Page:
💡 How Monzo built their brand – from the founder himself
If you read one thing this month, make it this blog post from Tom Blomfield, one of the co-founders and early CEO of Monzo. He tells the full story of how they launched and scaled the company in the early days with a specific focus on how they build the brand and early community base.
There’s so much good stuff in here – a full-on MBA in how to build a challenger brand. We won’t try to recap all of t, but we will pull out a quote that we think will resonate with a lot of you.
“A great brand is like a promise you make to your customers. It’s a shared set of beliefs, or the “why” behind the company. Building your brand is not a one-off thing; you build (or damage) your brand with every decision you make.
Prior to Monzo, I didn’t really believe in the concept of “brand” – I thought it was a made-up thing that marketing agencies tried to sell you. And that “brand” didn’t really extend beyond a company’s name and logo. I now believe it can be a superpower for any company – and particularly consumer-facing businesses.”
Thanks to Ari for sharing the article with us.
🕹️ Can a 90-person e-sports company go public on the Nasdaq?
FaZe Clan is an e-sports organization made up of 90 “members” who are either professional players or content creators. They’ve built a massive business on the back of their cultural cache with a millennial and Gen Z gaming audience, and their ability to churn out blue chip brand sponsorship deals at scale. They had explored going public via a SPAC last year, but are now considering a direct listing.
We’ve covered this before – e-sports is a MASSIVE industry with an audience of over half a billion, and yet is still massively under-valued by most brands as a legit marketing channel.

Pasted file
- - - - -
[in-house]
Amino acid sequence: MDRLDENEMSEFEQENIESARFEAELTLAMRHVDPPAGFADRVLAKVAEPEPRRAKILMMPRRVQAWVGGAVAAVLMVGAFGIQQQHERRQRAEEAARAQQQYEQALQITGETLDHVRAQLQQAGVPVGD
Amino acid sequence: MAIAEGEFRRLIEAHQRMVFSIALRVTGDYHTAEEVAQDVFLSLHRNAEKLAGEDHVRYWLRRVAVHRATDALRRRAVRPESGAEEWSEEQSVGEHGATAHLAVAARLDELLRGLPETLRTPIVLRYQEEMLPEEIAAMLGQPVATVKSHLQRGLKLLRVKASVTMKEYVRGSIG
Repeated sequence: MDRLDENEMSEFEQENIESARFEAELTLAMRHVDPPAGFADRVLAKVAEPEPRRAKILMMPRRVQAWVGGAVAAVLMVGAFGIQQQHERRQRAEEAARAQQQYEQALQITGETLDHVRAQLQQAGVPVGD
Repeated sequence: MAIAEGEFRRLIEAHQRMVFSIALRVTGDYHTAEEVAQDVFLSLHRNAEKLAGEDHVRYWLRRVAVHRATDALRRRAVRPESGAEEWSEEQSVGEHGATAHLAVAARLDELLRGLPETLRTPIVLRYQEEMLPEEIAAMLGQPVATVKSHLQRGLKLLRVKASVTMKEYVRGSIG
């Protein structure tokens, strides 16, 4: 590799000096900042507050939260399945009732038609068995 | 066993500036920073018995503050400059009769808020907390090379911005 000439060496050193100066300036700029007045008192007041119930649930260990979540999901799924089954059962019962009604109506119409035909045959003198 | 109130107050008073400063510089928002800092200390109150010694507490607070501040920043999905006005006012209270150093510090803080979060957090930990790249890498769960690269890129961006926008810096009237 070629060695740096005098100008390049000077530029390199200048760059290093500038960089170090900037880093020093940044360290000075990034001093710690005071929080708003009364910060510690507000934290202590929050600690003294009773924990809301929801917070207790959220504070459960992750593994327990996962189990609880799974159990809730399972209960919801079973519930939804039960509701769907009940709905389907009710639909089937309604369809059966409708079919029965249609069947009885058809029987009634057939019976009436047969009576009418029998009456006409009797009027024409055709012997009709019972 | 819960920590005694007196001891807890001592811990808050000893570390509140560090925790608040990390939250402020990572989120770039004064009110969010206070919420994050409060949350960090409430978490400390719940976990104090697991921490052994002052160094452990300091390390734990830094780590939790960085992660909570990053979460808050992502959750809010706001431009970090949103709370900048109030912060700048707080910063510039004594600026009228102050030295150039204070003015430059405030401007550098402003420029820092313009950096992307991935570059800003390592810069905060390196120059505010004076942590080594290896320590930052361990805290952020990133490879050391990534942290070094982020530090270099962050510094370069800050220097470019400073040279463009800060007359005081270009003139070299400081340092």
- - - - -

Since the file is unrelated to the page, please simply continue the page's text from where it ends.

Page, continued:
Attention is attention. Watching grown men and women kick a ball around outside is no more or less weird than watching teenagers play video games. Anyone looking to reach a Gen Z audience (and even millennial) should be considering their e-sports play as the audience grows and the businesses and brands in this space become more mainstream.
☕ Starbucks is going to make a big web3 play
But it’s not what you think! It’s not (just) NFTs of coffee cups. (Finally it seems we’re past that point as an industry…). Starbucks has teased their plans to unveil a web3 based loyalty program next month that will be tied to its incredibly successful mobile rewards scheme.
Admittedly, there are a lot of details missing from the plans they shared. We still don’t know what this will be, how it will be built, and where it will fit into a customer’s experience with the brand and stores. BUT we do know it will be led by the guy who designed their Mobile Order & Pay system and the Starbucks app. We also know that it will be focused on giving customers access to “unique experiences and benefits”.
This is the real opportunity for brands in web3 – to use the technology as a means to an end to add new, differentiated value to their customers and audiences. Don’t just give people a digital version of something they could have in the offline world – work backwards from the needs they have to find a way for the technology to do something valuable.
This is the approach that Starbucks took with their incredibly early and successful digital wallet, and it seems to be the same approach they’re taking here. if anyone has an opportunity to do web3 loyalty right, it’s Starbucks, and it seems like they’re thinking about this one the right way. Watch this space…